Outpatient dialysis services is the appropriate relevant product market in which to assess the effects of the proposed transaction. For patients suffering from ESRD, dialysis treatments are a life-sustaining therapy that replaces the function of the kidneys by removing toxins and excess fluid from the blood. Most ESRD patients receive dialysis treatments three times per week in sessions lasting between three and five hours. Kidney transplantation is the only alternative to dialysis for ESRD patients. However, the wait-time for donor kidneys—during which ESRD patients must receive dialysis treatments—can exceed five years. Additionally, many ESRD patients are not viable transplant candidates. As a result, many ESRD patients have no alternative to ongoing dialysis treatments.
The relevant geographic markets for the provision of dialysis services are local in nature. They are limited by the distance ESRD patients are willing and/or able to travel to receive dialysis treatments. Most ESRD patients are quite ill and suffer from multiple health problems. As such, it is difficult for ESRD patients to travel long distances for dialysis treatment. Generally, ESRD patients are unwilling and/or unable to travel further than 30 miles or 30 minutes to receive dialysis treatments, depending on traffic patterns, local geography, and the patient's proximity to the nearest center. As a result, competition among dialysis clinics occurs at a local level, corresponding to metropolitan areas or subsets thereof.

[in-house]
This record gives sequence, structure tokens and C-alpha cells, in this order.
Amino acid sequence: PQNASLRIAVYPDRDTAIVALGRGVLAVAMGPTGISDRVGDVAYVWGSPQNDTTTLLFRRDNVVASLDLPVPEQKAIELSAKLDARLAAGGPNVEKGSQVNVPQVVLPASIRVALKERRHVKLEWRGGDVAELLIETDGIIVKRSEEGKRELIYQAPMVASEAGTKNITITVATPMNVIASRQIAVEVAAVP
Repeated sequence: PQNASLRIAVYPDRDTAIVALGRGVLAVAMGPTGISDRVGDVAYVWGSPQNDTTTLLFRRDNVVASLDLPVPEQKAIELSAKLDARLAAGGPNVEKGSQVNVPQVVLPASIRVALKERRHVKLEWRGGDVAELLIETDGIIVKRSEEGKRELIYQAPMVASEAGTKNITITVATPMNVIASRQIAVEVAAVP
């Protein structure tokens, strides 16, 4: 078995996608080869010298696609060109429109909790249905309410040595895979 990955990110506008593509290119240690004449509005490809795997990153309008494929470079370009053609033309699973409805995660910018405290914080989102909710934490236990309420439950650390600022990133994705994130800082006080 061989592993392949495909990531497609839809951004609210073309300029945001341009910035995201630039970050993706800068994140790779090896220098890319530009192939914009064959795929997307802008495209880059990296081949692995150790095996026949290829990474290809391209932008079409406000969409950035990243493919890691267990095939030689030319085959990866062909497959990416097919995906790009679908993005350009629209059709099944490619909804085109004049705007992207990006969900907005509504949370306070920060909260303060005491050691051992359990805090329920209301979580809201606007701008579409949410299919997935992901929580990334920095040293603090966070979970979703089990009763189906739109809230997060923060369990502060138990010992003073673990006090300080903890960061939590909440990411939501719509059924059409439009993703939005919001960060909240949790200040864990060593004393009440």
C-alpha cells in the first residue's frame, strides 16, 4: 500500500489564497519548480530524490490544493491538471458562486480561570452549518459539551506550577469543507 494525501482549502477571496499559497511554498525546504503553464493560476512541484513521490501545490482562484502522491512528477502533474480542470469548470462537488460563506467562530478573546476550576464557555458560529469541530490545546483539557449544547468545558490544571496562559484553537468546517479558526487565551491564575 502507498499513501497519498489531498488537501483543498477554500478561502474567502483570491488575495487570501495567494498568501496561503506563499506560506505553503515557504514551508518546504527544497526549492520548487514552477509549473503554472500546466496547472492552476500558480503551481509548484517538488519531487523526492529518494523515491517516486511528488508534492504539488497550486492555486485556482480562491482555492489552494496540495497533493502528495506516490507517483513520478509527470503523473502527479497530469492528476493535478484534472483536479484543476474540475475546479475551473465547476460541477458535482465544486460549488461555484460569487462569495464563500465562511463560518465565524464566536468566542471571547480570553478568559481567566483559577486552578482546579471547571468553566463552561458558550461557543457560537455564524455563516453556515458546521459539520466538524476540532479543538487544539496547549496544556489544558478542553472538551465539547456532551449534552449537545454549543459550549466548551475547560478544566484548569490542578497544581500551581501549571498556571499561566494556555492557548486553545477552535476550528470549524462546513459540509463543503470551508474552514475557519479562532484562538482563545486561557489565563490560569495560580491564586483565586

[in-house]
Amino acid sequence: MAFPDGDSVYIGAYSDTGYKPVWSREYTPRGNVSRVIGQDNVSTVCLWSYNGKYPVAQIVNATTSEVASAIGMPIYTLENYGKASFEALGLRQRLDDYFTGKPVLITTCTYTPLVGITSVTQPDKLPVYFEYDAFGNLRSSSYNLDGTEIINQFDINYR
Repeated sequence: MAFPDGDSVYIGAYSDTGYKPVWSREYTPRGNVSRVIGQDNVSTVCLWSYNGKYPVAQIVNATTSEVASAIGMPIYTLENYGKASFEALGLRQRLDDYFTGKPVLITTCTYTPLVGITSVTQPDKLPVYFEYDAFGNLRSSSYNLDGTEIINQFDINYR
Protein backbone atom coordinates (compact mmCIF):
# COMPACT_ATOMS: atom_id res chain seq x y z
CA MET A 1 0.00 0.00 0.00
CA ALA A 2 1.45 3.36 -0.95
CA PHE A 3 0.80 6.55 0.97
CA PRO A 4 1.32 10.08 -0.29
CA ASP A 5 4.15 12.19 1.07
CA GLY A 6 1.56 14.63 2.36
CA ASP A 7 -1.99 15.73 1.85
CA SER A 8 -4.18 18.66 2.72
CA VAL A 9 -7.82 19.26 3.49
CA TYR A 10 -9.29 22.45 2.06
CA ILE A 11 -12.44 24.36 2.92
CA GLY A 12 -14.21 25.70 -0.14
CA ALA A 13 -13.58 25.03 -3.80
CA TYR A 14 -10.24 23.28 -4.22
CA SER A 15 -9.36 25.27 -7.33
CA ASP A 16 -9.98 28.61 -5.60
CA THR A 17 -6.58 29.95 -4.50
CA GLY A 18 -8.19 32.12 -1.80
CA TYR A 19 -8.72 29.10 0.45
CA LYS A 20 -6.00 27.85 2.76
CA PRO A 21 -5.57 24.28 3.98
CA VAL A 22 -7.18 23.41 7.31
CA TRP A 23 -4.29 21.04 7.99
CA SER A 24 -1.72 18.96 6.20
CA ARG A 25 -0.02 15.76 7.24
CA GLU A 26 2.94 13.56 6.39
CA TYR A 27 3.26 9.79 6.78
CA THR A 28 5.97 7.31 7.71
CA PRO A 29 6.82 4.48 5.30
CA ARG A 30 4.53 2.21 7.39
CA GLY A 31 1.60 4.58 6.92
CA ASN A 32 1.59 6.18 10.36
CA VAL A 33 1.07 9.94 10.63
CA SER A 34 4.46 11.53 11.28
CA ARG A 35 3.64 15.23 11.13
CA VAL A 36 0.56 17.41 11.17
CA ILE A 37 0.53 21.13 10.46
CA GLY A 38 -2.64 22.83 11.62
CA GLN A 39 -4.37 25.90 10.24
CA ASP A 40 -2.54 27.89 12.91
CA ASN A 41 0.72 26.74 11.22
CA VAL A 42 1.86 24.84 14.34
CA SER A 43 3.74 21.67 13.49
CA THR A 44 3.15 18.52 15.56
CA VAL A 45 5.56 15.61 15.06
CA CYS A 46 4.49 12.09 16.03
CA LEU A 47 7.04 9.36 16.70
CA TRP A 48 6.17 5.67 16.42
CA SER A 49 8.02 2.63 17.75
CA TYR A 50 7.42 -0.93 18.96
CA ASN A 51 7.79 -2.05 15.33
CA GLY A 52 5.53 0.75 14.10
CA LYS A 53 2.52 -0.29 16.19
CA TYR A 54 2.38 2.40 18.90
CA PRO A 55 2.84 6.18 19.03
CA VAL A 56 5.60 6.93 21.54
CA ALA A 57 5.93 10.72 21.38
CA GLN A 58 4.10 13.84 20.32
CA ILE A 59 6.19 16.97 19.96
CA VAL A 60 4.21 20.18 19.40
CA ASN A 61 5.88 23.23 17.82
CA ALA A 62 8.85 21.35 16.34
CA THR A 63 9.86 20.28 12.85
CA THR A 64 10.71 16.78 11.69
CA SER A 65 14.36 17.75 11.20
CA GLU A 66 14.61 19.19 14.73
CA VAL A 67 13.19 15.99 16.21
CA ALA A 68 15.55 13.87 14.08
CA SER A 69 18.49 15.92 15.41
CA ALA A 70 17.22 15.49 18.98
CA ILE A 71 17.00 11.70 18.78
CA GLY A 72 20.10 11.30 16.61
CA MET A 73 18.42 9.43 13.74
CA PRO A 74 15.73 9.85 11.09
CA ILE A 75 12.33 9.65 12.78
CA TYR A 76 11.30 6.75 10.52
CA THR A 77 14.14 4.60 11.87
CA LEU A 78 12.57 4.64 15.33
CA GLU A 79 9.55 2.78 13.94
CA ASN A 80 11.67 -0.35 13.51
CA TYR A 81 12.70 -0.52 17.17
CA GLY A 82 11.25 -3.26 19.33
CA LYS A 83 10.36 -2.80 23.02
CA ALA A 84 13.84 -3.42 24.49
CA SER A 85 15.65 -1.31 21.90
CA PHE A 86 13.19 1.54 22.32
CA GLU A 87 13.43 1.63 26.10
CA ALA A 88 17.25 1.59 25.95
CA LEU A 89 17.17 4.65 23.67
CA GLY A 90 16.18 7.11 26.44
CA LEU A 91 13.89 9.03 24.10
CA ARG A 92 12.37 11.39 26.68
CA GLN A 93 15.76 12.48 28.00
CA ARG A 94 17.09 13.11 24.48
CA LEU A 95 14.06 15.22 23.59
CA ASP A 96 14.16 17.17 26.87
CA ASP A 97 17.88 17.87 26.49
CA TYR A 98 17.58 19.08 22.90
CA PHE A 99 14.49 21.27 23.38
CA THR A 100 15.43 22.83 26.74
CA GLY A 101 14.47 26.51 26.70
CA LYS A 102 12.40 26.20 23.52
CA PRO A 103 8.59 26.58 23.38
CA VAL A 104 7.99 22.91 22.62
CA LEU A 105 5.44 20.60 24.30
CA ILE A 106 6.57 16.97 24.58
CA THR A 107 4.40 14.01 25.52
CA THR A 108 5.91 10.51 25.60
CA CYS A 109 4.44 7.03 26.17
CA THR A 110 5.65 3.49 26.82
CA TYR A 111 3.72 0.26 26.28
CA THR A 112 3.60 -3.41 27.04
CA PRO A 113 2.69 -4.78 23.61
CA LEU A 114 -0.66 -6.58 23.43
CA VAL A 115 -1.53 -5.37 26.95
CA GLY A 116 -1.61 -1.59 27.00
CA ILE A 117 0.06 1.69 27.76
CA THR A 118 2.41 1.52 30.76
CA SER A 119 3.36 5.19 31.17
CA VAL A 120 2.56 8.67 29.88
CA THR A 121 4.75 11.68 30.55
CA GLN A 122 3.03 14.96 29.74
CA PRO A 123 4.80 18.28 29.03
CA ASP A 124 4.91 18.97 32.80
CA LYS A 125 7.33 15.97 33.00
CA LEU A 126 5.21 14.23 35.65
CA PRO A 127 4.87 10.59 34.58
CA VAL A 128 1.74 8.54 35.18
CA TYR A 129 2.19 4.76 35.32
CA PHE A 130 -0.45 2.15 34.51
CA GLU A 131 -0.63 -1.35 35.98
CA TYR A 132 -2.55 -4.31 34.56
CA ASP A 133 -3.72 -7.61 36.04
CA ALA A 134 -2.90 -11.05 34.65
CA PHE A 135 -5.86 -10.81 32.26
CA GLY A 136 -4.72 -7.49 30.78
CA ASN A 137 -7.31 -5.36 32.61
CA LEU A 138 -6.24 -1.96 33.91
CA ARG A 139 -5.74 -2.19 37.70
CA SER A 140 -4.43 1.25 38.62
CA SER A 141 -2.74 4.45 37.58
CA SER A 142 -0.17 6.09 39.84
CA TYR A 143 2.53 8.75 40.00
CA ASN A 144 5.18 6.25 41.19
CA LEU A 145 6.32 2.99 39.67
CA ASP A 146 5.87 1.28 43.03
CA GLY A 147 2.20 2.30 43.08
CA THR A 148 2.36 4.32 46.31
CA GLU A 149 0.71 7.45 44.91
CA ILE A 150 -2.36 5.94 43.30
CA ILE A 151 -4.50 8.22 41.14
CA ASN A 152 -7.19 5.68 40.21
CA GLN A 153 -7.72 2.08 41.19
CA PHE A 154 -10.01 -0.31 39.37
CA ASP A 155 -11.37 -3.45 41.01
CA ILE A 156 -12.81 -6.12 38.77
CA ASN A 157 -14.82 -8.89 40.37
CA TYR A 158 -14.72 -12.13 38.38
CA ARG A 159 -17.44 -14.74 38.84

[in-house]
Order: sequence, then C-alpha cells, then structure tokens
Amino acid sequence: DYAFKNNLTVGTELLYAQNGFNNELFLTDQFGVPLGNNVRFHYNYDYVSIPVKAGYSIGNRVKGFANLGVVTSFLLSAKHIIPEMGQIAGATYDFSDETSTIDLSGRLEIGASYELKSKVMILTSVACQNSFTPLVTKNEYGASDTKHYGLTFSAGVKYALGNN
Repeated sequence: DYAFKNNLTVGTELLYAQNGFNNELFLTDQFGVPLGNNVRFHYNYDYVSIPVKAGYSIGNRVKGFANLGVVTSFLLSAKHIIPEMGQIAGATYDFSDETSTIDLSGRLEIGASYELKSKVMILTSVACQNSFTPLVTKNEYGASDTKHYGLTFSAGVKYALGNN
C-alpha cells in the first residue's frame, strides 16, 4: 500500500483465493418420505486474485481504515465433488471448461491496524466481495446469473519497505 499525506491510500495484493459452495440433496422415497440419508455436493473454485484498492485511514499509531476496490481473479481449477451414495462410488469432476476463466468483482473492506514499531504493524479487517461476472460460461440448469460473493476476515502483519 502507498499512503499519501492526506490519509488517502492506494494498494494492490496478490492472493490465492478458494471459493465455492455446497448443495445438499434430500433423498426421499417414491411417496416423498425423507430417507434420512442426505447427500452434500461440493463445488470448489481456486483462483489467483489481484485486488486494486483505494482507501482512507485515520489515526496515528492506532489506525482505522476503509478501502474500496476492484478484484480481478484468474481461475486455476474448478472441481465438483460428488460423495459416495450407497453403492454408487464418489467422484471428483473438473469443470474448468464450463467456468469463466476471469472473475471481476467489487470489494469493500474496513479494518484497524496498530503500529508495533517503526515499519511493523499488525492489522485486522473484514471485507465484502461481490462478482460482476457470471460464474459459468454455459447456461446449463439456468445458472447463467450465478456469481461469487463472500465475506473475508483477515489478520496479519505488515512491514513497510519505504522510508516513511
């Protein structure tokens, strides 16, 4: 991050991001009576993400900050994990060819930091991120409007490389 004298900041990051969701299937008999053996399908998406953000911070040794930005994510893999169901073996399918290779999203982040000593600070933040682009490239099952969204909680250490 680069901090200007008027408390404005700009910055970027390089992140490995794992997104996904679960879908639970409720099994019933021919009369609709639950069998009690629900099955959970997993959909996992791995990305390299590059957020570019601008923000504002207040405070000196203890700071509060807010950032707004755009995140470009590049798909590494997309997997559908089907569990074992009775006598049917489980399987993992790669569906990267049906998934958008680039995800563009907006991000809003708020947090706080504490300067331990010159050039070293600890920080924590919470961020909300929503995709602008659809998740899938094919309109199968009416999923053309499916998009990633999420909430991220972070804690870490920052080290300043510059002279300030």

Entry into the outpatient dialysis services markets addressed by the Consent Agreement on a level sufficient to deter or counteract the likely anticompetitive effects of the proposed transaction is not likely to occur in a timely manner. The primary barrier to entry is the difficulty associated with locating nephrologists with established patient pools to serve as medical directors. By law, each dialysis clinic must have a nephrologist medical director. As a practical matter, medical directors are essential to the success of a clinic because they are the primary source of referrals. The lack of available nephrologists with an established referral stream is a significant barrier to entry into each of the relevant markets. Beyond that, entry is also inhibited where certain attributes (such as a rapidly growing ESRD population, a favorable regulatory environment, average or below nursing and labor costs, and a low penetration of managed care) are not present, as is the case in many of the geographic markets identified in the Commission's complaint.